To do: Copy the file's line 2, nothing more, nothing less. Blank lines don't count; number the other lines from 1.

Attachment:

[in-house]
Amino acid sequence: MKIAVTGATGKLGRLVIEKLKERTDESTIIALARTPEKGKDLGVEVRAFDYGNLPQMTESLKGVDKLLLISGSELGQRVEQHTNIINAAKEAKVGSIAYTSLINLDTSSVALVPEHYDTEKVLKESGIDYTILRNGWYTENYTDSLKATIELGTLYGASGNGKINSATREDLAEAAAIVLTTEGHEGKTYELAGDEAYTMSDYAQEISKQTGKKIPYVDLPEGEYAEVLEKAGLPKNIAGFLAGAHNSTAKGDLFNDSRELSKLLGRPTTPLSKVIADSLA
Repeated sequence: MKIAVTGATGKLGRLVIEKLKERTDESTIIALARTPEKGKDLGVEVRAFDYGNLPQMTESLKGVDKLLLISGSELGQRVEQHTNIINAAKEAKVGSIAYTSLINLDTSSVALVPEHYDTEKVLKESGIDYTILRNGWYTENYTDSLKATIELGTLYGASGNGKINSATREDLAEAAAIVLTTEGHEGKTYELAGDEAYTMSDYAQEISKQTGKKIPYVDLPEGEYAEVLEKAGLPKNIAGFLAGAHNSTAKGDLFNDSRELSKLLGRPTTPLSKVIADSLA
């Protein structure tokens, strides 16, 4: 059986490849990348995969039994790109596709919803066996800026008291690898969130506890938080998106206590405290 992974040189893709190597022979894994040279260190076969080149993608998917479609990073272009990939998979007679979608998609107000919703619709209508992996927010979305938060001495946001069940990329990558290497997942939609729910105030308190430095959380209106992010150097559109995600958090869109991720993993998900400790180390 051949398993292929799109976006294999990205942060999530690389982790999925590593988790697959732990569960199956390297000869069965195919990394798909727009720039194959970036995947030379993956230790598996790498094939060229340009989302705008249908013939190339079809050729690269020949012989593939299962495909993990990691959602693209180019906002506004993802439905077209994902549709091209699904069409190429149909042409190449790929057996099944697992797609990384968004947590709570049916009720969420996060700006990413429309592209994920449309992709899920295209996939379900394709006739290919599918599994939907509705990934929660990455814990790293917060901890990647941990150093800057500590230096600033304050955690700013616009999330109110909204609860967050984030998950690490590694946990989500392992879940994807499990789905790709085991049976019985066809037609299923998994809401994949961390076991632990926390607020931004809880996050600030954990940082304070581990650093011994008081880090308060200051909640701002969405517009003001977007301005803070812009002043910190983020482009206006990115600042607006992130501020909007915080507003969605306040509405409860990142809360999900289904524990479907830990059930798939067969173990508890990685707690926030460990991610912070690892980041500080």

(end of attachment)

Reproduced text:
Amino acid sequence: MKIAVTGATGKLGRLVIEKLKERTDESTIIALARTPEKGKDLGVEVRAFDYGNLPQMTESLKGVDKLLLISGSELGQRVEQHTNIINAAKEAKVGSIAYTSLINLDTSSVALVPEHYDTEKVLKESGIDYTILRNGWYTENYTDSLKATIELGTLYGASGNGKINSATREDLAEAAAIVLTTEGHEGKTYELAGDEAYTMSDYAQEISKQTGKKIPYVDLPEGEYAEVLEKAGLPKNIAGFLAGAHNSTAKGDLFNDSRELSKLLGRPTTPLSKVIADSLA